My whirlwind of a three day weekend, where I climbed from below sea level in one National Park to almost 10,000 feet in another was now over. I had crammed into three days what felt like a week of jaw-dropping sights and extreme experiences. It was time to go back to work…
Still headed up Highway 395, I had read about lots of beautiful State Park stops along the way. The problem was, none of them offered hook-ups, which I need to support my mobile office.
Leaving Lee Vinings, the wind was so wicked that there were flashing highway signs saying “Not recommended for vehicles over nine feet.” I am 11.5. I pulled in to a commercial RV Park in the town of Lee Vinings to try to make my decision whether to go or stay another day until this wind storm passed. The woman behind the desk said she had seen rigs coming and going outside her window all day, and thought I could make it if I just took it slow. (An honest opinion, I thought, at the risk of turning away business.)
I battled wind so strong that at one point that I pulled over to check my side door, because it was rattling so loud I thought it was about to fly open. It was locked, but just rattling under extreme pressure from the wind. I have been complaining about the strong winds this entire spring, but this day was by far the worst. By the time I reached Carson City, Nevada, I just wanted OFF THE ROAD!
So I brought up my trusty Allstays App and saw the nearest RV Park that looked like it would guarantee a strong signal was a place right in Carson City along Highway 395 called “Camp-N-Town.” A bit campy, I thought.
This was another one of those quirky in-town RV Parks like Pecan Grove in Austin, where there are permanent residents as well as transients. Though unlike Pecan Grove where they are mixed, this one had a “caste system,” my first experience where older RVs park on one side, while newer ones park on the other. I arrived after the office had closed, so I chose a corner spot on the vacant back row, which turned out to be delightfully quiet.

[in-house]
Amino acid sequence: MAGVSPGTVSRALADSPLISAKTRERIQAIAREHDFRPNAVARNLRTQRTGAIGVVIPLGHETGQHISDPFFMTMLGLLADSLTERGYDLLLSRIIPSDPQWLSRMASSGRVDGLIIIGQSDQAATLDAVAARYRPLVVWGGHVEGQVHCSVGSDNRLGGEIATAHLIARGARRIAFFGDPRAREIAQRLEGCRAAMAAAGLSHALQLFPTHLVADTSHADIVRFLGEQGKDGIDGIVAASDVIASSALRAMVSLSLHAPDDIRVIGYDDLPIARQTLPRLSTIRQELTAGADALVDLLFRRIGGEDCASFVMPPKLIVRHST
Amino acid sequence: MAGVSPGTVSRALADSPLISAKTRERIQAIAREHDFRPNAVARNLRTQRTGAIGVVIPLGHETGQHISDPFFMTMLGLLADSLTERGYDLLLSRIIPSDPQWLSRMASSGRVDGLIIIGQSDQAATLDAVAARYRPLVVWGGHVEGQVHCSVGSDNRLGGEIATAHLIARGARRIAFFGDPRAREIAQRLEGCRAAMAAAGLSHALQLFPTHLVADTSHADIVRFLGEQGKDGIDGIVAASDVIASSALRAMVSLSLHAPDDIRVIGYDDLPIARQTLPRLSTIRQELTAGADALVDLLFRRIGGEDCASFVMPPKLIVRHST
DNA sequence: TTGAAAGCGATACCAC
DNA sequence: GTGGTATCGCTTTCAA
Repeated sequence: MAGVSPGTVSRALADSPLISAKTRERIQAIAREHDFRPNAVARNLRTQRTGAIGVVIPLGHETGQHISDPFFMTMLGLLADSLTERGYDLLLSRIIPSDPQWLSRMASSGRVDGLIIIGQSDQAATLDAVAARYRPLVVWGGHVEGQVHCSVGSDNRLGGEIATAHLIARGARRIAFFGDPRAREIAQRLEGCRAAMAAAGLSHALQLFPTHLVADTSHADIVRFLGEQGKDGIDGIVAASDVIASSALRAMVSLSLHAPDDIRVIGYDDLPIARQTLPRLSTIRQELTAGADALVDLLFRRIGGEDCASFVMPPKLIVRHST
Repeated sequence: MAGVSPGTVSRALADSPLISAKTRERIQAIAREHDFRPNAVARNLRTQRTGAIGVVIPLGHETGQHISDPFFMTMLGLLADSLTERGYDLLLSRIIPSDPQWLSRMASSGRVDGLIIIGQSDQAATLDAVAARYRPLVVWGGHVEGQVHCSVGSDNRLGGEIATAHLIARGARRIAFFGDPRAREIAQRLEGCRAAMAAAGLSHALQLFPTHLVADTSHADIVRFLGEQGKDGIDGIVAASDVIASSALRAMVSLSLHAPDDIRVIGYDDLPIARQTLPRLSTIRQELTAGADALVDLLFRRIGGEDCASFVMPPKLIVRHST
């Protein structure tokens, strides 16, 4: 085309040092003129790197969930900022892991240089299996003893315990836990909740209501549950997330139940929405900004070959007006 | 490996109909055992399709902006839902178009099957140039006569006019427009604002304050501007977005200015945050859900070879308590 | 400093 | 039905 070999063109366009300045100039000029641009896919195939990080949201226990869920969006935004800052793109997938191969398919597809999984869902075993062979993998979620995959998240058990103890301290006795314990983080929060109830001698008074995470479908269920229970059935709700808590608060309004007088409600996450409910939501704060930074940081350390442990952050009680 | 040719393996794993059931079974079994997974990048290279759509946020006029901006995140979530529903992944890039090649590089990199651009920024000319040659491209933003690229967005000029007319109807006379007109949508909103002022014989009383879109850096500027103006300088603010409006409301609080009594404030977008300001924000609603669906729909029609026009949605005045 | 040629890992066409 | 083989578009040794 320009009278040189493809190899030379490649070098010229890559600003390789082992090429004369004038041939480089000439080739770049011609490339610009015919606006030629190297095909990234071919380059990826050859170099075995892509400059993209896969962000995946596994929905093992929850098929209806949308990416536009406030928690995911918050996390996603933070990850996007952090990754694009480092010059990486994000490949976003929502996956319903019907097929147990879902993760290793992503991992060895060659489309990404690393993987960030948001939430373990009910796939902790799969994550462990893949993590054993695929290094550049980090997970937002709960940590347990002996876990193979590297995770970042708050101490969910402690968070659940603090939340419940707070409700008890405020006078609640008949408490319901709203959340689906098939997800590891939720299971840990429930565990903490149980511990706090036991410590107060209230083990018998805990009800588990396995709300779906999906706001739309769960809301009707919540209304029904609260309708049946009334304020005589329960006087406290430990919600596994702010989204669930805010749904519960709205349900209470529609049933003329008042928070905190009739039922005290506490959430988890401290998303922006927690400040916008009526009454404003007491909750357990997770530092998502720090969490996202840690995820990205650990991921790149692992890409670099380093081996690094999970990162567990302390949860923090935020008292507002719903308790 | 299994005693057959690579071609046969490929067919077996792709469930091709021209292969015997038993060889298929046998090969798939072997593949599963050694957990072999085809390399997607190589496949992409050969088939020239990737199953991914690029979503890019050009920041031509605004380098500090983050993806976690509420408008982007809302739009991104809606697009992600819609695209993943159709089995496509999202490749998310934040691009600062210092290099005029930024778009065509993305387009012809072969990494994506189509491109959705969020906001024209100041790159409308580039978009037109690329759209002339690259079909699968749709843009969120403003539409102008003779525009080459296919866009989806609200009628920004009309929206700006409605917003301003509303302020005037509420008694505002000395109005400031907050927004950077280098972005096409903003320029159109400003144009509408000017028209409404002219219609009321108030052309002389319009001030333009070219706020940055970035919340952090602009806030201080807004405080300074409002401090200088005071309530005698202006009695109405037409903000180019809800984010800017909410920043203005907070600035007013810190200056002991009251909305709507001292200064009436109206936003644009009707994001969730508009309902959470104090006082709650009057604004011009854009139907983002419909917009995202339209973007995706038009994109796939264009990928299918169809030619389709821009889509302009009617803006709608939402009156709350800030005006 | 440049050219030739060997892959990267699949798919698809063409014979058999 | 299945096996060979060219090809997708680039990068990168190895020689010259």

Though a little quirky, the location could not be beat. There was a Harbor Freight Tools store one block away. Another block further and there was a movie theater and a Starbucks. Dollar stores, auto stores, “C-A-L Ranch” stores, all within walking distance.
But my favorite part of Camp-N-Town was the Vietnamese restaurant (also a recommendation I found on Nina’s Wheelinit blog) which coincidentally happened to be right across the street called “Pho Country.” I have eaten Vietnamese Pho from Dallas to Da Nang, and this is by far the best I have tasted. With Pho (pronounced “fa” like in the Christmas carol, fa-la-la-la-la,” according to the person who first introduced me to it in Vietnam) it’s all about the broth. And the broth at Pho Country is beefy, savory, and hearty enough to hold its own with the fragrant flavors of Thai basil and fresh jalapeno slices on the side. I am embarrassed to admit I went here three nights in a row. It was that good.
The man who runs the Camp-N-Town could not have been nicer. He has been there, I think he said, 23 years. He was helpful and accommodating, even allowing me a late checkout so I could finish up my work before leaving Friday afternoon. And they offer a Good Sam discount, for what it’s worth.
I kept telling myself I would drive the 30 miles to Lake Tahoe one afternoon after work. But I just couldn’t get up for it. After so many days of playing “tourist,” I needed a rest, a routine, and close proximity to conveniences. Sometimes, ya just gotta “Camp-N-Town!”